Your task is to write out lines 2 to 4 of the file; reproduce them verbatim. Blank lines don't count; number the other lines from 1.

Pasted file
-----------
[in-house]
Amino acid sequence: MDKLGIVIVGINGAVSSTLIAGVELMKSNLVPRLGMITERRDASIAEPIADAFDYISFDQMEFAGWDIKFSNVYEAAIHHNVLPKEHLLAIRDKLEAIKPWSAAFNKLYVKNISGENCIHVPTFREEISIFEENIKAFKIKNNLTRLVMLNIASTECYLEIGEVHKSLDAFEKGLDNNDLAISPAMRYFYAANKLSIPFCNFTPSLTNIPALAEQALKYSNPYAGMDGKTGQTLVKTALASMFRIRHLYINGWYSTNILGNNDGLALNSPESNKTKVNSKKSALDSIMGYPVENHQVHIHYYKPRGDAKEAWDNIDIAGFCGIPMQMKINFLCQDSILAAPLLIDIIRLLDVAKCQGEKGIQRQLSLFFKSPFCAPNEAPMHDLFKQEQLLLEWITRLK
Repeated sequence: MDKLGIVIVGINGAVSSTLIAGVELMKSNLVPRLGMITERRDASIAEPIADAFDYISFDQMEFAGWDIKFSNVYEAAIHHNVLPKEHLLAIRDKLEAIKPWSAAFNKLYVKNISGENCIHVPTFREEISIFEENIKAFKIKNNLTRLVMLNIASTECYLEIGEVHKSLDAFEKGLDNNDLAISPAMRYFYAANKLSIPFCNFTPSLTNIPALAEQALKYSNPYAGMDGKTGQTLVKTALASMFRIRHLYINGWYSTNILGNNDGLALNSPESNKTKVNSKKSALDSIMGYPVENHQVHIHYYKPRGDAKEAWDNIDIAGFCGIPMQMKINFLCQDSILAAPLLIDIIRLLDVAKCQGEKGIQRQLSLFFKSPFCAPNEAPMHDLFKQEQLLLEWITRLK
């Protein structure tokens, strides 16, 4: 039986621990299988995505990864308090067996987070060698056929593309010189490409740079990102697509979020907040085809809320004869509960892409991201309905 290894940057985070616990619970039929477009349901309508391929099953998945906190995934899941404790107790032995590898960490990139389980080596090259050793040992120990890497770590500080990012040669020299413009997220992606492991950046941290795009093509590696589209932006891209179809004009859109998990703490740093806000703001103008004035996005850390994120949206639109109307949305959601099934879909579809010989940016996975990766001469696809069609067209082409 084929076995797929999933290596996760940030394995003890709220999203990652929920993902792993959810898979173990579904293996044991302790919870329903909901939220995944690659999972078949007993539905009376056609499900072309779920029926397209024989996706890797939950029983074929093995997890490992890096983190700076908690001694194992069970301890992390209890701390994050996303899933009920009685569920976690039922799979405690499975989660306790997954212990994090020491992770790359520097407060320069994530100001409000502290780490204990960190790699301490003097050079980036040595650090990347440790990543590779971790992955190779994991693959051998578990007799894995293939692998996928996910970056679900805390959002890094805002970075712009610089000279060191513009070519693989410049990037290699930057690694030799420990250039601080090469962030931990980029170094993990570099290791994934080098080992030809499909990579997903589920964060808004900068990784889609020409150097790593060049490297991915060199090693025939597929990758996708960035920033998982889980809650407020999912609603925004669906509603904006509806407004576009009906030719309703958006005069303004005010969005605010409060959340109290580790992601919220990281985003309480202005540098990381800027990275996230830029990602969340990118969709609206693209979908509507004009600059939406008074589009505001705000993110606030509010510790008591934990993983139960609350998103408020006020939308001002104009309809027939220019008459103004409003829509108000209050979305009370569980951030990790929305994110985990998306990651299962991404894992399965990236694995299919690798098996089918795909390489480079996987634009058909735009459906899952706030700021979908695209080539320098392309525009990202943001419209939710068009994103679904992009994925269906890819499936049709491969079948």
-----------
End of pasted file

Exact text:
Amino acid sequence: MDKLGIVIVGINGAVSSTLIAGVELMKSNLVPRLGMITERRDASIAEPIADAFDYISFDQMEFAGWDIKFSNVYEAAIHHNVLPKEHLLAIRDKLEAIKPWSAAFNKLYVKNISGENCIHVPTFREEISIFEENIKAFKIKNNLTRLVMLNIASTECYLEIGEVHKSLDAFEKGLDNNDLAISPAMRYFYAANKLSIPFCNFTPSLTNIPALAEQALKYSNPYAGMDGKTGQTLVKTALASMFRIRHLYINGWYSTNILGNNDGLALNSPESNKTKVNSKKSALDSIMGYPVENHQVHIHYYKPRGDAKEAWDNIDIAGFCGIPMQMKINFLCQDSILAAPLLIDIIRLLDVAKCQGEKGIQRQLSLFFKSPFCAPNEAPMHDLFKQEQLLLEWITRLK
Repeated sequence: MDKLGIVIVGINGAVSSTLIAGVELMKSNLVPRLGMITERRDASIAEPIADAFDYISFDQMEFAGWDIKFSNVYEAAIHHNVLPKEHLLAIRDKLEAIKPWSAAFNKLYVKNISGENCIHVPTFREEISIFEENIKAFKIKNNLTRLVMLNIASTECYLEIGEVHKSLDAFEKGLDNNDLAISPAMRYFYAANKLSIPFCNFTPSLTNIPALAEQALKYSNPYAGMDGKTGQTLVKTALASMFRIRHLYINGWYSTNILGNNDGLALNSPESNKTKVNSKKSALDSIMGYPVENHQVHIHYYKPRGDAKEAWDNIDIAGFCGIPMQMKINFLCQDSILAAPLLIDIIRLLDVAKCQGEKGIQRQLSLFFKSPFCAPNEAPMHDLFKQEQLLLEWITRLK
């Protein structure tokens, strides 16, 4: 039986621990299988995505990864308090067996987070060698056929593309010189490409740079990102697509979020907040085809809320004869509960892409991201309905 290894940057985070616990619970039929477009349901309508391929099953998945906190995934899941404790107790032995590898960490990139389980080596090259050793040992120990890497770590500080990012040669020299413009997220992606492991950046941290795009093509590696589209932006891209179809004009859109998990703490740093806000703001103008004035996005850390994120949206639109109307949305959601099934879909579809010989940016996975990766001469696809069609067209082409 084929076995797929999933290596996760940030394995003890709220999203990652929920993902792993959810898979173990579904293996044991302790919870329903909901939220995944690659999972078949007993539905009376056609499900072309779920029926397209024989996706890797939950029983074929093995997890490992890096983190700076908690001694194992069970301890992390209890701390994050996303899933009920009685569920976690039922799979405690499975989660306790997954212990994090020491992770790359520097407060320069994530100001409000502290780490204990960190790699301490003097050079980036040595650090990347440790990543590779971790992955190779994991693959051998578990007799894995293939692998996928996910970056679900805390959002890094805002970075712009610089000279060191513009070519693989410049990037290699930057690694030799420990250039601080090469962030931990980029170094993990570099290791994934080098080992030809499909990579997903589920964060808004900068990784889609020409150097790593060049490297991915060199090693025939597929990758996708960035920033998982889980809650407020999912609603925004669906509603904006509806407004576009009906030719309703958006005069303004005010969005605010409060959340109290580790992601919220990281985003309480202005540098990381800027990275996230830029990602969340990118969709609206693209979908509507004009600059939406008074589009505001705000993110606030509010510790008591934990993983139960609350998103408020006020939308001002104009309809027939220019008459103004409003829509108000209050979305009370569980951030990790929305994110985990998306990651299962991404894992399965990236694995299919690798098996089918795909390489480079996987634009058909735009459906899952706030700021979908695209080539320098392309525009990202943001419209939710068009994103679904992009994925269906890819499936049709491969079948």